More than 20 mayors in the Lower Mainland are proposing to add a twocent levy to the price of a litre of gas to pay for public transport improvements, but the provincial government is dithering (The Fairer Tax, July 13, North Shore News).
I find it astonishing that the supposedly intelligent individuals who run our province are incapable of making sensible and logical judgements.
As you so rightly say in your editorial, we are facing gridlock in Vancouver, and there is a desperately pressing need for reliable peoplemoving public transport. To pay for this through endless increases in property tax is utterly ridiculous, and it should be obvious to anyone that it is the automobile that will have to pay.
If public transport is reliable and runs regularly, more and more people will use it, spending less on gas and effectively rendering the tax neutral.
One of the reasons for the relative absence of really fuel efficient cars is the low price of fuel; it is laughable to hear people talk about high gas prices while they continue to pollute at will and with gusto.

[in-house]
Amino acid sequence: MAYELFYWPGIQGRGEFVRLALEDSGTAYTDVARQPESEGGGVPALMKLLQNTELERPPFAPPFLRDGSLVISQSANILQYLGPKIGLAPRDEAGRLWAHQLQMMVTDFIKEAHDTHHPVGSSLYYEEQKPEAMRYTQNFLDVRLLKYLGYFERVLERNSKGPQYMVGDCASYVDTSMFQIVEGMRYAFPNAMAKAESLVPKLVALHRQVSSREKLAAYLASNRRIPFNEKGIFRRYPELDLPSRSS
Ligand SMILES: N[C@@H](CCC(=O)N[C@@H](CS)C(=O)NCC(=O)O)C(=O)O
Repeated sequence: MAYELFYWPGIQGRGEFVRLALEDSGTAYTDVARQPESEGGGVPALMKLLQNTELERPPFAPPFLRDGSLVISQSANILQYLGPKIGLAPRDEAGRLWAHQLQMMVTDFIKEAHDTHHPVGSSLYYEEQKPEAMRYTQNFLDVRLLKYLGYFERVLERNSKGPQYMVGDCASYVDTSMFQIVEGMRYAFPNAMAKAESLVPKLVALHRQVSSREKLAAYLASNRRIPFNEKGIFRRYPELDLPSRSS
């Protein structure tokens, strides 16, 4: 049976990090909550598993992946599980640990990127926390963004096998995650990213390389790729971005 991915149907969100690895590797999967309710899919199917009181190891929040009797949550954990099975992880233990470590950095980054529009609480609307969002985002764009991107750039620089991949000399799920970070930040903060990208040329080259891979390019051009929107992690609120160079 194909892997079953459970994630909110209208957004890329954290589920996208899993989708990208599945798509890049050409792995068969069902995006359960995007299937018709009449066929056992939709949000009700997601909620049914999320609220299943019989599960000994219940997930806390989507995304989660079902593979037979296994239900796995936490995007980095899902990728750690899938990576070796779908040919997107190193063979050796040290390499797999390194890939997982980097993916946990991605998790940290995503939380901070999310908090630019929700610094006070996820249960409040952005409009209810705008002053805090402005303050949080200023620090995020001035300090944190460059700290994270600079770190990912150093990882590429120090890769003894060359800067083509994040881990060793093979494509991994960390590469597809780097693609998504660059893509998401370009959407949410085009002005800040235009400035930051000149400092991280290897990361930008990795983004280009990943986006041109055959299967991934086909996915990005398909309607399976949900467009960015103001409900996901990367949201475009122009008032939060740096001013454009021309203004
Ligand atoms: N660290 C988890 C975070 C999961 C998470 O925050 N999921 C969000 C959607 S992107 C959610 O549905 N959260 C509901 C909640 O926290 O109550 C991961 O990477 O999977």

The two-cent tax is expected to raise some $40 million, although we need $35 million on the North Shore alone to pay for SeaBus and other routes.
So how about adding 10 cents per litre? This would provide some $200 million and allow for a huge increase in services. It might even allow for fuel subsidies to those on low incomes.
It would also encourage the purchase of fuel efficient vehicles.
Gas used to be 70 cents a litre; now it is $1.40. The price doesn't matter as much as a solid economy, and that will be boosted by a better public transport system. People can absorb gas price hikes, have always done so and will continue to do so, but they cannot absorb pollution into their lungs nor a steadily increasing level of traffic on the roads.
It is time for the mayors to get tough with the provincial government, and time for the latter to adopt a clear path with common sense and responsibility.